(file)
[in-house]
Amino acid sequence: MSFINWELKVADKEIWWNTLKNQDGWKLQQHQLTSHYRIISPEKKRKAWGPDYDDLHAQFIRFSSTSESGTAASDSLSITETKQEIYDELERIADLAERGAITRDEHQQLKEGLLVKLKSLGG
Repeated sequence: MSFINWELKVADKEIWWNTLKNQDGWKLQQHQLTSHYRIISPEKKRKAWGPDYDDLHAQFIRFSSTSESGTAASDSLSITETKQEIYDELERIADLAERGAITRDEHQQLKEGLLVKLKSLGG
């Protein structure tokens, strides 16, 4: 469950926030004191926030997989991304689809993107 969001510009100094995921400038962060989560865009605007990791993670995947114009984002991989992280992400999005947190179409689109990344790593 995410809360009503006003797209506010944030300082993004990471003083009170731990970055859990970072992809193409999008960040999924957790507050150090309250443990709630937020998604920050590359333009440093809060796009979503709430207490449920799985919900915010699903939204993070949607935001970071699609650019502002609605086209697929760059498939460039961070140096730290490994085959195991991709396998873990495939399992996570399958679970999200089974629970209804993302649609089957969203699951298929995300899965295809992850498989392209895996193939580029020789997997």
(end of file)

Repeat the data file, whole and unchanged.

[in-house]
Amino acid sequence: MSFINWELKVADKEIWWNTLKNQDGWKLQQHQLTSHYRIISPEKKRKAWGPDYDDLHAQFIRFSSTSESGTAASDSLSITETKQEIYDELERIADLAERGAITRDEHQQLKEGLLVKLKSLGG
Repeated sequence: MSFINWELKVADKEIWWNTLKNQDGWKLQQHQLTSHYRIISPEKKRKAWGPDYDDLHAQFIRFSSTSESGTAASDSLSITETKQEIYDELERIADLAERGAITRDEHQQLKEGLLVKLKSLGG
């Protein structure tokens, strides 16, 4: 469950926030004191926030997989991304689809993107 969001510009100094995921400038962060989560865009605007990791993670995947114009984002991989992280992400999005947190179409689109990344790593 995410809360009503006003797209506010944030300082993004990471003083009170731990970055859990970072992809193409999008960040999924957790507050150090309250443990709630937020998604920050590359333009440093809060796009979503709430207490449920799985919900915010699903939204993070949607935001970071699609650019502002609605086209697929760059498939460039961070140096730290490994085959195991991709396998873990495939399992996570399958679970999200089974629970209804993302649609089957969203699951298929995300899965295809992850498989392209895996193939580029020789997997």